White-Lipped Pit Viper


The White-Lipped Pit Viper

The White-Lipped Pit Viper is a poisonous snake which lives in the south Asian countries from India to south China. In Southeast Asia it is endemic in all the countries as Burma, Thailand, Laos, Cambodia, Vietnam, the Malay Peninsula and in Indonesia on the islands of Sumatra, Java, Borneo and others. It reaches a maximal size of not much more than 100cm.

A Pit Viper

'White-Lipped Pit Viper' by Asienreisender

A pit viper, supposedly a White-Lipped Pit Viper. Very surprisingly it was lying in the third floor of Bokor Hotel & Casino on Bokor Hill Station. It's a long way up there, following different concrete stairways. Images and photocomposition by Asienreisender, 7/2015

The White-Lipped Pit Viper is a nocturnal viper which poison is strong, but not often lethal for humans. Nevertheless, a bite means a serious injury and can cause not only strong pain, but a number of hefty effects. In bad cases large necroses can appear, means that a whole arm or leg will die off and need amputation. When coming close to humans the snake bites quickly, and accidents with humans happen frequently. For the venom of the White-Lipped Pit Viper exists an antiserum.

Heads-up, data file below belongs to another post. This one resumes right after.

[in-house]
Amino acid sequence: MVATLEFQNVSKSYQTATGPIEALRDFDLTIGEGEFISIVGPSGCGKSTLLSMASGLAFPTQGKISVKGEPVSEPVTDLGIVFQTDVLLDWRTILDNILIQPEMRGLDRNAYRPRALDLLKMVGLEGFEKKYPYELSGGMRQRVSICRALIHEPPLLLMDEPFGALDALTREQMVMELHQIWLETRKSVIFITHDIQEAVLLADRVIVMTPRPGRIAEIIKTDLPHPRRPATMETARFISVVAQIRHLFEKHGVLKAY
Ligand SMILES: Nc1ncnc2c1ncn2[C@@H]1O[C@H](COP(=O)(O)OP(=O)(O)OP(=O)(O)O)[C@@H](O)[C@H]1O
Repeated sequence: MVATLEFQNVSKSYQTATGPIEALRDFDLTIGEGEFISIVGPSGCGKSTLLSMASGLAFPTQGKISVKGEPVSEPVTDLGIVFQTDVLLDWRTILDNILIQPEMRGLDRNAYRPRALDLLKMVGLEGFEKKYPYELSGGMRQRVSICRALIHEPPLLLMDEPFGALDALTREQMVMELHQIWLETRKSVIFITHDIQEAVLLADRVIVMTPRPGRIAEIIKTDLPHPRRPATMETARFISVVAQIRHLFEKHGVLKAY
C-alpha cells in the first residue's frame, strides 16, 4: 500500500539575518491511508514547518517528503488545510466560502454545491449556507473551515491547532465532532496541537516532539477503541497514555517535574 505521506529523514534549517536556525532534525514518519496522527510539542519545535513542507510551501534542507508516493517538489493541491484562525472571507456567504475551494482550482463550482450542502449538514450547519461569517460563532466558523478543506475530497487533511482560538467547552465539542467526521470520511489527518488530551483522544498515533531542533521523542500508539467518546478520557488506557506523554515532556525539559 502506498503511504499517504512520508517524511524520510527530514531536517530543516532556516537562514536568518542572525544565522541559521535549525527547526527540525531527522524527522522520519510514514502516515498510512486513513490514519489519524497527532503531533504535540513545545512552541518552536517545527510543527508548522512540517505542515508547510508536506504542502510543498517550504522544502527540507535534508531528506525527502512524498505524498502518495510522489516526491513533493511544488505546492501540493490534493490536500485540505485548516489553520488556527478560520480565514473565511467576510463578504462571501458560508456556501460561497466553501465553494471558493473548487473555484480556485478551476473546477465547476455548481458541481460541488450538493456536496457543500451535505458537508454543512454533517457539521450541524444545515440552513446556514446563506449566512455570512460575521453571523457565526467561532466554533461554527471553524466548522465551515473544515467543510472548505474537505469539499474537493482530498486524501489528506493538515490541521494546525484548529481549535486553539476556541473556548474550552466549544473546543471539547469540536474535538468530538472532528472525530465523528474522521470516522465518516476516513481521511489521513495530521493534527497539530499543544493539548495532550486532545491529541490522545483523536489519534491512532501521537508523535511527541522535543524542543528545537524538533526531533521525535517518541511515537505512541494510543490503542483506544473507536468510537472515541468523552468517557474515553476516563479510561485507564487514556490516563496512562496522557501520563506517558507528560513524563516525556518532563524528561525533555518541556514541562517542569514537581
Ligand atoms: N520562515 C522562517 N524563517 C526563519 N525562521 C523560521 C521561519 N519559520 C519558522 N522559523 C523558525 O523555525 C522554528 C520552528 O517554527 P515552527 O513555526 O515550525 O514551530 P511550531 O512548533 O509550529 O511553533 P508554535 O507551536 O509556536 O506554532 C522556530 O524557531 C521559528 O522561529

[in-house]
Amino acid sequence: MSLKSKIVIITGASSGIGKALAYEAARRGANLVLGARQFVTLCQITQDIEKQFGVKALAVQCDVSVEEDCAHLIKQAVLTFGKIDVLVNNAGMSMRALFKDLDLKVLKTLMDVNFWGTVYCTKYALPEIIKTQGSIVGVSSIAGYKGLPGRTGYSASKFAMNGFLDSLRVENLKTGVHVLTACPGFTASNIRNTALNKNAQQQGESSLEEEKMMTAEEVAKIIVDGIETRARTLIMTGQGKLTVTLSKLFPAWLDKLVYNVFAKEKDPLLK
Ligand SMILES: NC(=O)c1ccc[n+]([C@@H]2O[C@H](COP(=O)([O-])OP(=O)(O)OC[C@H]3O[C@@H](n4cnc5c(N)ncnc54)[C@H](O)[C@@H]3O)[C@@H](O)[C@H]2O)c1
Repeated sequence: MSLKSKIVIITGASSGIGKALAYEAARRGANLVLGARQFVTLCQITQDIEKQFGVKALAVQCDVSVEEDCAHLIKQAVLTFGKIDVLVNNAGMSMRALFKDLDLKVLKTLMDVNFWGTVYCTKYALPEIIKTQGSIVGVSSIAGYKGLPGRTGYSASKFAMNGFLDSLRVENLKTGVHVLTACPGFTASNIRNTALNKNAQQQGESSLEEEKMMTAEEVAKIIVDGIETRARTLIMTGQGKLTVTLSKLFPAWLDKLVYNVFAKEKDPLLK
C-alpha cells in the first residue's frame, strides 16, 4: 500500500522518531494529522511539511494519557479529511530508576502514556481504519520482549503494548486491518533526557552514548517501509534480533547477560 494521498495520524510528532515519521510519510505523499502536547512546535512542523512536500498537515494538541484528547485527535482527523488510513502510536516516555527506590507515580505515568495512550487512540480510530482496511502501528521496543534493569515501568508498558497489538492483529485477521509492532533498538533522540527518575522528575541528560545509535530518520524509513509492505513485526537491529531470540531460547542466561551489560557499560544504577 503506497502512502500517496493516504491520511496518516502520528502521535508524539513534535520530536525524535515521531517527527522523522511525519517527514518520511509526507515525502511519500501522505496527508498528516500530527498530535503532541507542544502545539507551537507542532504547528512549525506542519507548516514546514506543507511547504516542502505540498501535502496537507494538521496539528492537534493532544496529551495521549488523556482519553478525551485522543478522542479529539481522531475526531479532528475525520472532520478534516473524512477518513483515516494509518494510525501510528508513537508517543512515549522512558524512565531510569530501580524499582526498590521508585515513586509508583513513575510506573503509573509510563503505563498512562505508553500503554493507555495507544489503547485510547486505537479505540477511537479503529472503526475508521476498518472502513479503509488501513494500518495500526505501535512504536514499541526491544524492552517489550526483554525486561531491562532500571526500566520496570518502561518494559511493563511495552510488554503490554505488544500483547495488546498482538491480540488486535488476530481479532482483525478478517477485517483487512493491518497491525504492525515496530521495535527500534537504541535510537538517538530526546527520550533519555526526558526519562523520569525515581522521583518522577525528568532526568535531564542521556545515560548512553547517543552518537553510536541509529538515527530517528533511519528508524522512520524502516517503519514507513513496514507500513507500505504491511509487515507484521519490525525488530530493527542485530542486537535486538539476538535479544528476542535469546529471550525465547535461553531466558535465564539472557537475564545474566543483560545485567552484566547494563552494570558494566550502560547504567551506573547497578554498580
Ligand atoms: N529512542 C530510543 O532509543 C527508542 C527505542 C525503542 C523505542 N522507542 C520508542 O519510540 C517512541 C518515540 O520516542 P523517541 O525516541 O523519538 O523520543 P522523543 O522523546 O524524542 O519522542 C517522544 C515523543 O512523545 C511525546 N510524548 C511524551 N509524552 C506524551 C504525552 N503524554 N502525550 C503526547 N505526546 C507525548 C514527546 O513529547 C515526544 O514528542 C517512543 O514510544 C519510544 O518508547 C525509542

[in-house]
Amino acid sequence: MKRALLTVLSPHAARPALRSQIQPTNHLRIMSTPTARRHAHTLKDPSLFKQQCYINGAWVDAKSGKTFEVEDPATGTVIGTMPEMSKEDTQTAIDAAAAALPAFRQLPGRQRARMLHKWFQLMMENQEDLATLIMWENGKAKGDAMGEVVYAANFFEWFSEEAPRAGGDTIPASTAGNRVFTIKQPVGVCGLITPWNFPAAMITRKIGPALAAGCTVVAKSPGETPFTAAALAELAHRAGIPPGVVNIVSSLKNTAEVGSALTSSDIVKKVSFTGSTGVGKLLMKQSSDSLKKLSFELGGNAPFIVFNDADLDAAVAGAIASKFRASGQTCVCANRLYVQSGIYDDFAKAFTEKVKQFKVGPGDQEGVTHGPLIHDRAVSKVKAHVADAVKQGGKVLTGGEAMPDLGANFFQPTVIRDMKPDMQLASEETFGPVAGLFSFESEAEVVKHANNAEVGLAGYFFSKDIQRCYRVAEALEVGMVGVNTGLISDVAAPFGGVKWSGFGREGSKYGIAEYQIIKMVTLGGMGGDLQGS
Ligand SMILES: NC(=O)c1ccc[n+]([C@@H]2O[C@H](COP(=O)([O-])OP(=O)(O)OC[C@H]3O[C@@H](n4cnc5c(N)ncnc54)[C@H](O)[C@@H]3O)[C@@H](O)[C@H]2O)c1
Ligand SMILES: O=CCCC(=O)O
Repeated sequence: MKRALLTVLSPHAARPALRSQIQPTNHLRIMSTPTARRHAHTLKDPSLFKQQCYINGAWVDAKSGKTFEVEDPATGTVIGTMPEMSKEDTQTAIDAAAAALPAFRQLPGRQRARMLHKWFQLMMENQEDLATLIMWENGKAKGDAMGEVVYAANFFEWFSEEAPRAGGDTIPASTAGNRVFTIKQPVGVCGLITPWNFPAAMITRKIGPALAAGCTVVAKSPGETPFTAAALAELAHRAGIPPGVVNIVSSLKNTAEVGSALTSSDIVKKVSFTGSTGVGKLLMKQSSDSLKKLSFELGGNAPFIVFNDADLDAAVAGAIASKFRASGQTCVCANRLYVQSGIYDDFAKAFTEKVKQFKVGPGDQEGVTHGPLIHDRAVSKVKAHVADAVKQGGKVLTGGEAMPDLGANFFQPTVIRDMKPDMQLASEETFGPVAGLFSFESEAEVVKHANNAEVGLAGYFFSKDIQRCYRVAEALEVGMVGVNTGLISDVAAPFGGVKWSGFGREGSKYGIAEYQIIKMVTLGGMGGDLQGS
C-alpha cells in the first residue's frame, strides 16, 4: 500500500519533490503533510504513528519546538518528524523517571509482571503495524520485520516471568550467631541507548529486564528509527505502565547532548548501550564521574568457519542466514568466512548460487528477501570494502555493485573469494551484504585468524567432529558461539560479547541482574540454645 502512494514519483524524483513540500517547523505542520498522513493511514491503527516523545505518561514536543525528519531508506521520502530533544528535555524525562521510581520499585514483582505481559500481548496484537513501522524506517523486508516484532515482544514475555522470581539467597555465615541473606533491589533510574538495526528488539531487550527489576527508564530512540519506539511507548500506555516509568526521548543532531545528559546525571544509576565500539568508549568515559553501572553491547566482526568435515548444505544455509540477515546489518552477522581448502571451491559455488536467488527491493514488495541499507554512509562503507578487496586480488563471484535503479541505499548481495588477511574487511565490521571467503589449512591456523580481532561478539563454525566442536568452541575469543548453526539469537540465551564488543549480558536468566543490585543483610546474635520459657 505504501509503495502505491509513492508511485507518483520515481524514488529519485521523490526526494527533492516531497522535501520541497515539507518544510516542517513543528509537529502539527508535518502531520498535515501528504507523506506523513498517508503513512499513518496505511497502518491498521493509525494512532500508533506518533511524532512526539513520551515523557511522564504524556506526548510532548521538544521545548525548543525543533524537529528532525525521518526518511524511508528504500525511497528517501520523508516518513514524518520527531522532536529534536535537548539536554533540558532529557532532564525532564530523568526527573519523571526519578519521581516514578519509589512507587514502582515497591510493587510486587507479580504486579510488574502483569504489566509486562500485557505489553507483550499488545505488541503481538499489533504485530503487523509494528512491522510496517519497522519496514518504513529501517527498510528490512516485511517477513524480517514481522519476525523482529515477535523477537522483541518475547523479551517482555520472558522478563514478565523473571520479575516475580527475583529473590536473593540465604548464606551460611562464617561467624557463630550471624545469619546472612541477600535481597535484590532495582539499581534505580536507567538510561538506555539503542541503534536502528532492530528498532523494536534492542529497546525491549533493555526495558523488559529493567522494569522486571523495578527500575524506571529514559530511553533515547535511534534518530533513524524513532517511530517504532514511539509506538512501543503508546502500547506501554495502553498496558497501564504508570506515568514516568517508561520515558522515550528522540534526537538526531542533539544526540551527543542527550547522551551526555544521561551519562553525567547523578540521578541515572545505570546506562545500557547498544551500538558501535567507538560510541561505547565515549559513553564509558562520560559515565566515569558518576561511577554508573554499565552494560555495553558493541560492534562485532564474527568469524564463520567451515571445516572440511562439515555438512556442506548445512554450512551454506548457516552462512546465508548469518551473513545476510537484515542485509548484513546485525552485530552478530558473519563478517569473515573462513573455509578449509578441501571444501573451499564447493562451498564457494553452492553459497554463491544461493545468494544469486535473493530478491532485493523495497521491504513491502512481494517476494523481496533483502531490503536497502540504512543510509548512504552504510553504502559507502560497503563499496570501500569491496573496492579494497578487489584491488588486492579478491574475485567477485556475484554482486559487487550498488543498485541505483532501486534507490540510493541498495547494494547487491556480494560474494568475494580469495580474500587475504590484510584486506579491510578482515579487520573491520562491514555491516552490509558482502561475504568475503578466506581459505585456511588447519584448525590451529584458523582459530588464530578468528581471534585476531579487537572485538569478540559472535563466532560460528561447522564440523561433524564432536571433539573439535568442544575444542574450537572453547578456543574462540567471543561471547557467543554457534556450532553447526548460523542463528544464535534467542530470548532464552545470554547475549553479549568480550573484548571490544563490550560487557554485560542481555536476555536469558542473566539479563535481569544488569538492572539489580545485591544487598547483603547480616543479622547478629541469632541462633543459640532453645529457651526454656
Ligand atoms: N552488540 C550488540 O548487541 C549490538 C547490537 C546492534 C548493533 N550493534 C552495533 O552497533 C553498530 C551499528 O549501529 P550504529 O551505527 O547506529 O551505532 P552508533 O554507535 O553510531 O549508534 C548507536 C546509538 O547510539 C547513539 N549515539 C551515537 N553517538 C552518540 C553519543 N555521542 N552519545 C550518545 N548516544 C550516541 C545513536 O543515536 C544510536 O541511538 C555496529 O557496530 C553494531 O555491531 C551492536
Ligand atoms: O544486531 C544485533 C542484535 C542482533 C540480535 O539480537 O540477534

The natural habitate of these viper is the forest and open grassland. It is known for intruding urban areas as well. When it arouses it means aggressivity and an attack is probable. It's less aggressive at daytime than at night.

The mating season is September and October. A female can have up to sixteen offspring who have from young age on the same colour as the adults.

The White-Lipped Pit Viper's diet are vertebrates, frogs, lizards, small rodents and small birds. After attack the viper doesn't release it's prey but keeps it hold until it dies.

Alternative names are green tree pit viper, white-lipped tree viper, white-lipped green pit viper and white-lipped bamboo pit viper. The scientific names is trimeresurus albolabris. It's conservation status is classified as 'least concern'.

There is a number of other vipers living in Southeast Asia. It's difficult for an amateur to exactly identify the certain kind.